Rich's Quest For Flight

My father was a pilot. He died doing what he loved to do. It has been a goal of my life to become a pilot. Now I have chance to do so. Follow me as I pursue my dream.

Sunday, April 30, 2006

Rainy. Wet. Windy. All aircraft on the field were tied down. Nothing was moving at KRYV today. So it was a good thing to plan a ground session in advance. Beats the disappointment of expecting to fly and not being able to.

So we hit the books today, covering two important areas of aviation: the sectional chart and airspace. The sectional chart is more than just a map, it also displays important and valuable information concerning airports and navigational aids. As long as the pilot understands the information and how to use it, he will never find himself on the wrong side of an embarrassing situation, be it violating restricted airspace or landing at the wrong airport.

Our other topic was airspace. The FAA created airspace regulations to provide a systematic way to control how airplanes move through the air to ensure the safety of all who use it. Airspace is divided into two broad categories: controlled and uncontrolled. In reality, most airspace is controlled in some way. There are 5 classes of controlled airspace: A, B, C, D, and E. Class A is all the airspace above and including 18,000 feet all the way up to 60,000 feet. I won't be using that airspace anytime soon, since you have to be instrument rated to fly there. Below 18,000 feet, the size of the airport will generally determine the class of the airspace you are flying in. The busiest airports, such as Chicago-O'Hare (KORD), Dallas-Fort Worth (KDFW), or Memphis (KMEM) will be surrounded by Class B airspace. The requirements to fly in that airspace is most restrictive and you need permission to fly in it. At the other end of the scale is Class E airspace, which surrounds airports like Watertown (KRYV) and provide minimum visibility requirements. The concepts are simple, but trying to remember all the parameters is the hard part. As a VFR (visual flight rules) pilot, I have to know the visibility and cloud clearance requirements for all classes of airspace.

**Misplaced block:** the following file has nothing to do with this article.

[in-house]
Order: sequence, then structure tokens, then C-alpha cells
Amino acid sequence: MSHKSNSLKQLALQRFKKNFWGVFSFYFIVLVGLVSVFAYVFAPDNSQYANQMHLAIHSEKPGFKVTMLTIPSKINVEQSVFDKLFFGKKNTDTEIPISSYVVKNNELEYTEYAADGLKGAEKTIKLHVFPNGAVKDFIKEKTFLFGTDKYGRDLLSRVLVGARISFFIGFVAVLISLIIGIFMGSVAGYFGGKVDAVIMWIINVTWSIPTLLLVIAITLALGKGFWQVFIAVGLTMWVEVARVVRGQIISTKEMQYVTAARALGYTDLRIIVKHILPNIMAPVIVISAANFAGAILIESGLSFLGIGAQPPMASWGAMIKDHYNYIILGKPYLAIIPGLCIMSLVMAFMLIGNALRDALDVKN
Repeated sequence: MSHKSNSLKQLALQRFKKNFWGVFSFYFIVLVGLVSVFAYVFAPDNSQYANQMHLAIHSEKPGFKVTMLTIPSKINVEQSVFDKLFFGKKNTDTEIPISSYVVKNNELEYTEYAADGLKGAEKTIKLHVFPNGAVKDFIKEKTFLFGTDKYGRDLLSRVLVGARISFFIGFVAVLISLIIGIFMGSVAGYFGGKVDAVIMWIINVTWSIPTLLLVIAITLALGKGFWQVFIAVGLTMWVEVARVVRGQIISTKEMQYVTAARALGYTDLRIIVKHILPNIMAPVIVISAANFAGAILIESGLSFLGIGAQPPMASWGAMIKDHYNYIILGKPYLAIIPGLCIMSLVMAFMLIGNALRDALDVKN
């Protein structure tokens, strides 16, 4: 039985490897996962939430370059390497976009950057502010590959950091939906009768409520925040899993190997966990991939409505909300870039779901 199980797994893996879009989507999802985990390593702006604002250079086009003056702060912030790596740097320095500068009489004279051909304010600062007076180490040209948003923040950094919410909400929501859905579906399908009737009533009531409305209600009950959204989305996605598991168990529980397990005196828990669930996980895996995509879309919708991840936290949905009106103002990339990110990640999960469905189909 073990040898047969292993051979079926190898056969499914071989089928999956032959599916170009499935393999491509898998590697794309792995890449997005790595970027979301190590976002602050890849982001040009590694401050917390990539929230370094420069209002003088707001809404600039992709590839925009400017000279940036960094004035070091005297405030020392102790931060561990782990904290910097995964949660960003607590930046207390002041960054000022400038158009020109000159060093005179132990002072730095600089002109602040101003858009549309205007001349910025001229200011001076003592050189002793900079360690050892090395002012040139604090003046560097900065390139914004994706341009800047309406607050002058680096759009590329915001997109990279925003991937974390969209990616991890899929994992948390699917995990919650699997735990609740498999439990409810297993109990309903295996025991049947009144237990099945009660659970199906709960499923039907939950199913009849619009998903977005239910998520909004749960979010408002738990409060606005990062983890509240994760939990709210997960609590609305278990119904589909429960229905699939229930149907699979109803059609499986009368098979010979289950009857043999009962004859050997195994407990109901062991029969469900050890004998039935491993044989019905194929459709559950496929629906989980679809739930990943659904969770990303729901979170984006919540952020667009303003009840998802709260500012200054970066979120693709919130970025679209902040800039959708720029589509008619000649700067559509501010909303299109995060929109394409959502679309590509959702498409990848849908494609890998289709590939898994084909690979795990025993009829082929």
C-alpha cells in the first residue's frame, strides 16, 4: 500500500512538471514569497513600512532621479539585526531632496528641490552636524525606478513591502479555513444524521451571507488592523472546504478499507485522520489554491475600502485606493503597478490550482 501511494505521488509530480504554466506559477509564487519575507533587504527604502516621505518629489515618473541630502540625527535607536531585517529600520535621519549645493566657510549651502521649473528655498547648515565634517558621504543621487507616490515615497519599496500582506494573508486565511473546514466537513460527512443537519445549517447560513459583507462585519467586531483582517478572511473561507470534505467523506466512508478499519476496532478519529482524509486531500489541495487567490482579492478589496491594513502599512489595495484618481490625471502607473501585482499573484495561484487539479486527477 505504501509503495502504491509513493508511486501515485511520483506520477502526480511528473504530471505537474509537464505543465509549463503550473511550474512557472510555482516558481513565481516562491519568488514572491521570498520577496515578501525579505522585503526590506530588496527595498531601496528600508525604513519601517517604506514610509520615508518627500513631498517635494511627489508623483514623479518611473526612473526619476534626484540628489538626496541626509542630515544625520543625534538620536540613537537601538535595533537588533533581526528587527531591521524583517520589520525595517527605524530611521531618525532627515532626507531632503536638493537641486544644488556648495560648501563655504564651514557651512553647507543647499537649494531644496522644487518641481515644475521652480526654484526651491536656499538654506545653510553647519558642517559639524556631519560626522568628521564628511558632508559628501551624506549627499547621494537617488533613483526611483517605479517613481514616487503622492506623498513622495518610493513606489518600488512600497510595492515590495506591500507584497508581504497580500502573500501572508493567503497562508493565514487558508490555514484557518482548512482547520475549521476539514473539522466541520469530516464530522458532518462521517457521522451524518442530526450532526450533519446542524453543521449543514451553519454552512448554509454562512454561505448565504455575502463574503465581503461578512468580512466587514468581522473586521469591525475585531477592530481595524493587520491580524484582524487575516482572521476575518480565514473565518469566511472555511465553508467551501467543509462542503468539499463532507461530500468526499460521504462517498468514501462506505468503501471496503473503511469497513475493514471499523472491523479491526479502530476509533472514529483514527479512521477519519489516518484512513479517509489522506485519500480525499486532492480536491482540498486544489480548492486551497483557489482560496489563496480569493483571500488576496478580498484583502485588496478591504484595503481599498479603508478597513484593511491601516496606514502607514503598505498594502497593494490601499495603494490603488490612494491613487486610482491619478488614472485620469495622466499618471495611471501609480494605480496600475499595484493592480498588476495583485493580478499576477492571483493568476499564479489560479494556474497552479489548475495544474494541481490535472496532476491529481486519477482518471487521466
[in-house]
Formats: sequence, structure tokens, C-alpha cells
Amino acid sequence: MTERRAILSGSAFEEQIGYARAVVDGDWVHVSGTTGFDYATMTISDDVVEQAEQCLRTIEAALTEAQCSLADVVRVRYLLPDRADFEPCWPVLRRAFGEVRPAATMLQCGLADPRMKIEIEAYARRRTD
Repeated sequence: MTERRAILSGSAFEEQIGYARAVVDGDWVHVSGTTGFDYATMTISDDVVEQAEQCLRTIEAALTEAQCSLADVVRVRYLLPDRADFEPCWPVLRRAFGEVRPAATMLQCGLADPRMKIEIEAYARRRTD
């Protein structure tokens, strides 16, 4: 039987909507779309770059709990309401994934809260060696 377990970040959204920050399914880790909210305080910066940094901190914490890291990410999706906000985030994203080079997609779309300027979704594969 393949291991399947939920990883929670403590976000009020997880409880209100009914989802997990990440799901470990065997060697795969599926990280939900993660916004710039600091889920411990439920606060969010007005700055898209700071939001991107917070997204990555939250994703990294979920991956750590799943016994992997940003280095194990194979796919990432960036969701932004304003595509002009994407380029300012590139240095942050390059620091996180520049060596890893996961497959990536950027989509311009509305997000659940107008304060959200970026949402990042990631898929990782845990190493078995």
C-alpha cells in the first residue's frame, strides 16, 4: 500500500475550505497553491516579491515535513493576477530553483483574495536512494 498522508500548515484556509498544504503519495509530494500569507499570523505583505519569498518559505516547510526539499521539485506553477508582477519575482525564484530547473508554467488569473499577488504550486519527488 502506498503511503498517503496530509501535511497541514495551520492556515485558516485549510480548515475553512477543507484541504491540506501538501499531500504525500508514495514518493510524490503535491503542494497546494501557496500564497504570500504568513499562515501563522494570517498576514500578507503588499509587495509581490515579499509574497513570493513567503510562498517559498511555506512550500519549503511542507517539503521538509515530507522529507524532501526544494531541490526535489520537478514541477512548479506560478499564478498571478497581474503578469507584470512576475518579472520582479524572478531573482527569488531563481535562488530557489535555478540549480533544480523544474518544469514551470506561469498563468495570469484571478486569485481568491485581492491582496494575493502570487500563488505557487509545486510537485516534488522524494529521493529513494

So there you go. Pretty dry stuff. But very important. I still get these moments where I wonder how it will all come together, and that first cross country flight will truly be nerve wracking. As always, a quick moment of personal inventory reassures me that all you have to do is do it a few times and it will become near second nature in the future.

Next lesson is Tuesday, and the forecast is not looking great. We'll see how it goes. Until then, keep the blue part up and the greasy part down!


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